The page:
Rensselaer To Present “The Isle Is Full of Noises”

A 1960s album cover for The Tempest; illustrated by Arthur Wragg.

October 31, 2018

Rensselaer To Present “The Isle Is Full of Noises”

Environmental sound installation will be presented Nov. 27-29 at EMPAC

Beginning November 27, Rensselaer Polytechnic Institute will present The Isle Is Full of Noises, an environmental sound installation composed by Michael Century, professor of new media and music, with the assistance of Eric Miller, Ph.D. student in electronic arts. 

Free and open to the general public, the work will be presented November 27, 28, and 29, from noon to 5 p.m., in the Goodman Studio 1 in the Curtis R. Priem Experimental Media and Performing Arts Center (EMPAC) at Rensselaer.

Century’s installation employs Wave Field Synthesis speaker arrays to spatialize an 8-channel sound composition. The Wave Field Synthesis Audio Array, developed by EMPAC audio engineers, is one of the most extensive and precise spatial audio systems in the world. By placing a virtual sound source in physical space, the system creates “holophonic” sound that moves around the listening space, not unlike the sonic equivalent of 3D cinema.

The installation’s title, “The Isle Is Full of Noises,” is taken from Shakespeare’s play The Tempest.  The characters of Caliban and Miranda are foregrounded against the auditory backdrop of an imaginary tropical island. Visitors will hear poetic text, phonemic particles of language, birds, animals, and occasional snippets of melody.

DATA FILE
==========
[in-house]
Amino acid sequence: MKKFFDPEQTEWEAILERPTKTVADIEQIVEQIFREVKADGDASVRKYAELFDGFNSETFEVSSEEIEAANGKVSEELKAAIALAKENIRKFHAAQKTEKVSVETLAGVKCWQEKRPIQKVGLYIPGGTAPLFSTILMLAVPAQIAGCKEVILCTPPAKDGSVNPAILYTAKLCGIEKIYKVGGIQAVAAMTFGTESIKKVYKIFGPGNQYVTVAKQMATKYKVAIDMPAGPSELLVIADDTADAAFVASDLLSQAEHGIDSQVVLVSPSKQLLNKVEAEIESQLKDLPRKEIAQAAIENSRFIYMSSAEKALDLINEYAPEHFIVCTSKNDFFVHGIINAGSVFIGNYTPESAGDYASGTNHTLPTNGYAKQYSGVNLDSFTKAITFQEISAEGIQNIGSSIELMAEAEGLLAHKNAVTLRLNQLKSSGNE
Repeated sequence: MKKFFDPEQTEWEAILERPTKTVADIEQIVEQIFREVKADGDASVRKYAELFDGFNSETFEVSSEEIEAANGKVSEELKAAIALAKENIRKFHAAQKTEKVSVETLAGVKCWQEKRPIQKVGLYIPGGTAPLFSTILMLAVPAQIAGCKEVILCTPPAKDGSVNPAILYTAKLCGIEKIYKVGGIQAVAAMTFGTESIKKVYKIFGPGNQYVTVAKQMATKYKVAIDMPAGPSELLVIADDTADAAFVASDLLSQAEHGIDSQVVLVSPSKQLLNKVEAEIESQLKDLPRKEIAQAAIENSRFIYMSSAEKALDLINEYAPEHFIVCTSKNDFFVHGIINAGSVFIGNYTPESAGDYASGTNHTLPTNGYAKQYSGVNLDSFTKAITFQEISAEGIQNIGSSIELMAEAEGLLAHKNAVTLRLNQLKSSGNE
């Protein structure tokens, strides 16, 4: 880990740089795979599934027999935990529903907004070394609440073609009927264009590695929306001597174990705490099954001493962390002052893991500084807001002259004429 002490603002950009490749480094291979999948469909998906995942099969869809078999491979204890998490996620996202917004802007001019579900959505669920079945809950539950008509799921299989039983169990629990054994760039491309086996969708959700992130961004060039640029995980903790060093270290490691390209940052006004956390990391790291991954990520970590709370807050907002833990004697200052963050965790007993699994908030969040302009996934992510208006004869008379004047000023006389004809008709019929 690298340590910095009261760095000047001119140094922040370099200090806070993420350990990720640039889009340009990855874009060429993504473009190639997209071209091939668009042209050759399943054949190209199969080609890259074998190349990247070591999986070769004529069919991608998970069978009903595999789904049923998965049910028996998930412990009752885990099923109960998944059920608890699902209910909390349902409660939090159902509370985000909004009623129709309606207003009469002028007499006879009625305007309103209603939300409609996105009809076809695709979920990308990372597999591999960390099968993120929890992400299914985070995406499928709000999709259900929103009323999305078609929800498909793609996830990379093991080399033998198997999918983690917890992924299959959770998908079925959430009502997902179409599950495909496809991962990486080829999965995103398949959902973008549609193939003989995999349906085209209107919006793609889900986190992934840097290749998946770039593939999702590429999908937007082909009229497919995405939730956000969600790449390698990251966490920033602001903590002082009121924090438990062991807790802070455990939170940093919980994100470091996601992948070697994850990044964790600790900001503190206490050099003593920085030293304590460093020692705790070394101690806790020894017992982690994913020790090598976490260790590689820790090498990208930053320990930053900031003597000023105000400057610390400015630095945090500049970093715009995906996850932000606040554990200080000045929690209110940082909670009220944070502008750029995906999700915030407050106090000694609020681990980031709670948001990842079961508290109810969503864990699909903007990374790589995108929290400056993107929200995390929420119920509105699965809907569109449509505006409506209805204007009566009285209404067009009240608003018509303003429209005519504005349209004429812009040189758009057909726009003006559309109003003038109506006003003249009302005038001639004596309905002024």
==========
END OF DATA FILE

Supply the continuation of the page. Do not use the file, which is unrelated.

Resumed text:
According to Century, “Caliban can be taken as the figure of the indigenous people of the ‘New World,’ a slave to an imperious foreigner with magical powers. Shakespeare was responding in the early 1600s to early reports from imperialist explorers of the Caribbean islands. Caliban’s speech, which begins, ‘Be not afeard; the isle is full of noises,’ articulates with great beauty the abundance of life on the island. Miranda, for her part, marvels at the ‘brave new world, that has such creatures in it.’” The two characters’ words merge and intermingle with all the other sounds through a computer program designed by Century.

Local actors Kevin Craig West and Erica Tryon voice the parts of Caliban and Miranda.


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